We spend lots of time on websites looking for the hottest new trends to purchase, but how much of that stuff is made by someone from the motherland itself.
While in Paris, Black Enterprise connected with co-founder and CEO, Moulaye Taboure to talk about why he started Afrikrea, the online mall to buy African fashion.
BE: How many products from your site are made directly in Africa?
Moulaye Taboure: That’s a very interesting, yet tricky question as some designers make their products there, at least partially and then complete it in Europe or the USA.
What I can tell with certitude is that over 1/3 of our designers (so at least 300 of them) make at least partially their products in Africa, and 100 among them are based there. Which accounts for at least 2,000 to 5,000 products.
Also, we are very proud that our best-seller is actually based in Africa, in Sénégal to be precise, so it is clearly possible!
BE: How are you sourcing the products?
Taboure: We are not “sourcing” per se, the designers come by themselves through word of mouth and are free to create their shop. On our end, we review the products created to ensure their conformity and in addition the best control is through transparency: any visitor can ask and discuss with any designer! So if a designer fails to explain his product design or composition properly or receives a bad rating, we immediately take action. The other way around is more common, the more transparent and ethical seller gets enhanced visibility and promotion from our end.
BE: What made you decide to start this platform?
Taboure: Honestly, it first started as a simple project to help artisans in Africa. I grew up in Mali, and there, like most countries in Africa, craftsmanship is dependent on tourism. When tourism stopped and people close to us started sharing the despair of the artisans, we wanted to act. Seeing the success of models such as Etsy, we knew the cultural wealth and talent inspired by Africa would develop around the world.
On a side note, what made us go from side project to total commitment was the effect it had on us, unknowingly and effortlessly. We started to push at least one piece from our designers each day! That was the ultimate proof that this was more than a business but, a real calling we had to act upon.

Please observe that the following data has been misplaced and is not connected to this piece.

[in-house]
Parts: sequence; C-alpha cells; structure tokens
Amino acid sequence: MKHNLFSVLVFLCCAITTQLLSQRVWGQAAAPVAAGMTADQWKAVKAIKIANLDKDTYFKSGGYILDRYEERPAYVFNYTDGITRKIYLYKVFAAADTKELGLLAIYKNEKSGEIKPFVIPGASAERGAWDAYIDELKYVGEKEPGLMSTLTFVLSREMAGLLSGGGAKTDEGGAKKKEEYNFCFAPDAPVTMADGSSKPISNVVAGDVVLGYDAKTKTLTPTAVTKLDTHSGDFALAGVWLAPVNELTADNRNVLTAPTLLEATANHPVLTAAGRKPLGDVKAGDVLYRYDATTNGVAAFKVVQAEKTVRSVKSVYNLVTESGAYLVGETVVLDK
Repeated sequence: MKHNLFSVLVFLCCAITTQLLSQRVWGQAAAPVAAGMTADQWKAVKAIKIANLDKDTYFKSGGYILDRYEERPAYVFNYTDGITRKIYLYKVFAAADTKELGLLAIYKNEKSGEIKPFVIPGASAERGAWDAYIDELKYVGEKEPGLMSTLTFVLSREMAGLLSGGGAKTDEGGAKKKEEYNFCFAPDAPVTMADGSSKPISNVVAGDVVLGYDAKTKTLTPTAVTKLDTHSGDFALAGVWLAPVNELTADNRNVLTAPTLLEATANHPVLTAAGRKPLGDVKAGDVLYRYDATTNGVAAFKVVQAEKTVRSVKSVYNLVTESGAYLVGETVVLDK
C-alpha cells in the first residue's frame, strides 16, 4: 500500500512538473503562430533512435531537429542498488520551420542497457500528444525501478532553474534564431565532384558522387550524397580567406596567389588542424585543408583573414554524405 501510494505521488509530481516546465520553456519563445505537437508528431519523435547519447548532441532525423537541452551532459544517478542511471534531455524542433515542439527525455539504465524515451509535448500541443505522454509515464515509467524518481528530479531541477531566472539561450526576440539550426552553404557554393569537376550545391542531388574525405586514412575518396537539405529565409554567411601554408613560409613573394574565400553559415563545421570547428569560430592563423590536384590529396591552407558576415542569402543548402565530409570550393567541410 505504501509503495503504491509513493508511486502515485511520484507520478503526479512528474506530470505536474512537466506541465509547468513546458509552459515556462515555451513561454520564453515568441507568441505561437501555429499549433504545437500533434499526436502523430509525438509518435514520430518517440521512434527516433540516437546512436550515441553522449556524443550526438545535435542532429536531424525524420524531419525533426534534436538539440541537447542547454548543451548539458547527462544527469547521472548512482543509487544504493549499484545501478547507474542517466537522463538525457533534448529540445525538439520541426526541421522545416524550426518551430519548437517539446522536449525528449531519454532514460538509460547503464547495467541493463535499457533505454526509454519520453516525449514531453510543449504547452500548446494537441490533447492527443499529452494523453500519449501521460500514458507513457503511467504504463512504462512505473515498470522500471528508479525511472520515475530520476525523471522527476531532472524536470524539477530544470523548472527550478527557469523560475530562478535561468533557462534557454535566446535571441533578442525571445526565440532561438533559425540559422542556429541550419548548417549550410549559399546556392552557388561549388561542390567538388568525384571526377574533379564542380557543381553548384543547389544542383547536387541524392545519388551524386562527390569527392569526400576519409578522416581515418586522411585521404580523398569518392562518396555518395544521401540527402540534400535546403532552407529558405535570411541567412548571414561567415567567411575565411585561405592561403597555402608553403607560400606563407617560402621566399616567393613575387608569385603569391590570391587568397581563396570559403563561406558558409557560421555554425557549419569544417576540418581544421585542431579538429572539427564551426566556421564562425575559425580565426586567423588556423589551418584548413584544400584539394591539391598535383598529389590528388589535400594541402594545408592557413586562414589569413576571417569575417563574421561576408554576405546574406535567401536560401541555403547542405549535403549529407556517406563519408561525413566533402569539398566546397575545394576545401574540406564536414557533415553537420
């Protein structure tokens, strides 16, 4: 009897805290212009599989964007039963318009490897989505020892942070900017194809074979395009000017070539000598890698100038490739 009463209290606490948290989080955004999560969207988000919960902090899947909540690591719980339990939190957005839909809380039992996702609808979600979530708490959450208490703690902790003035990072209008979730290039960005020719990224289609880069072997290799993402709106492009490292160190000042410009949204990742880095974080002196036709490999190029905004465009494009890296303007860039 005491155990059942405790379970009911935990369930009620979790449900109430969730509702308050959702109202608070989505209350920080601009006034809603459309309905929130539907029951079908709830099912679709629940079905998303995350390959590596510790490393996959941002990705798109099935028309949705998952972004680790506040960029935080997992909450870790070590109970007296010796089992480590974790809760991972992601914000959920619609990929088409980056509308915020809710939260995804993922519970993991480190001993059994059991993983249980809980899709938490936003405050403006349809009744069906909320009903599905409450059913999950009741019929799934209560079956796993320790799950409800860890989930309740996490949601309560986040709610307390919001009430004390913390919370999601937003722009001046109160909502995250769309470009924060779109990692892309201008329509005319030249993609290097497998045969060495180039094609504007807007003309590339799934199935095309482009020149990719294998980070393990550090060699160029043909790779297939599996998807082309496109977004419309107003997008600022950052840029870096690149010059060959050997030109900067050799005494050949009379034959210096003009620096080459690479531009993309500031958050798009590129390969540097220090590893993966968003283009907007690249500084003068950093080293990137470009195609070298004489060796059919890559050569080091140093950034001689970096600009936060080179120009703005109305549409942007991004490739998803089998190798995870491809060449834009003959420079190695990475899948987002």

BE: What is your background?
Taboure: I worked for nearly five years as an IT and finance auditor and consultant in top firms like PwC or Alstom. For the last two years of that career, I had the chance to travel all around the world and review the working habits of Asians, Latin Americans, and Europeans.
This gave me an even further conviction that we, Africans, had a shot at making it big worldwide if we pushed harder than our requirements and above best practices.
BE: How seamless is it to ship to the US? Do you have any issues with sizing or exchange rates?
Taboure: It is quite seamless, especially from France (where most our designers are based) but also in West Africa, thanks to lightened custom requirements enacted by the AGOA [African Growth and Opportunity Act].
Sizing can be tricky for sure as all clothing businesses, but thanks to the direct contact and customization inherent to our platform, we have less than 10% returns. Designers generally take the time to get further measurements from the clients to ensure maximum satisfaction, and that is the heart of our convivial experience.
What a gem to find out that we can access African trends internationally with very little hassle. I copped a super cute jacket from them and I will say, the sizes run a little smaller than here in the U.S. The story behind my swag is that it was made, one part in Paris, one part in Johannesburg and that is something to brag about.
If you are interested in doing some shopping with the Motherland in mind, click here.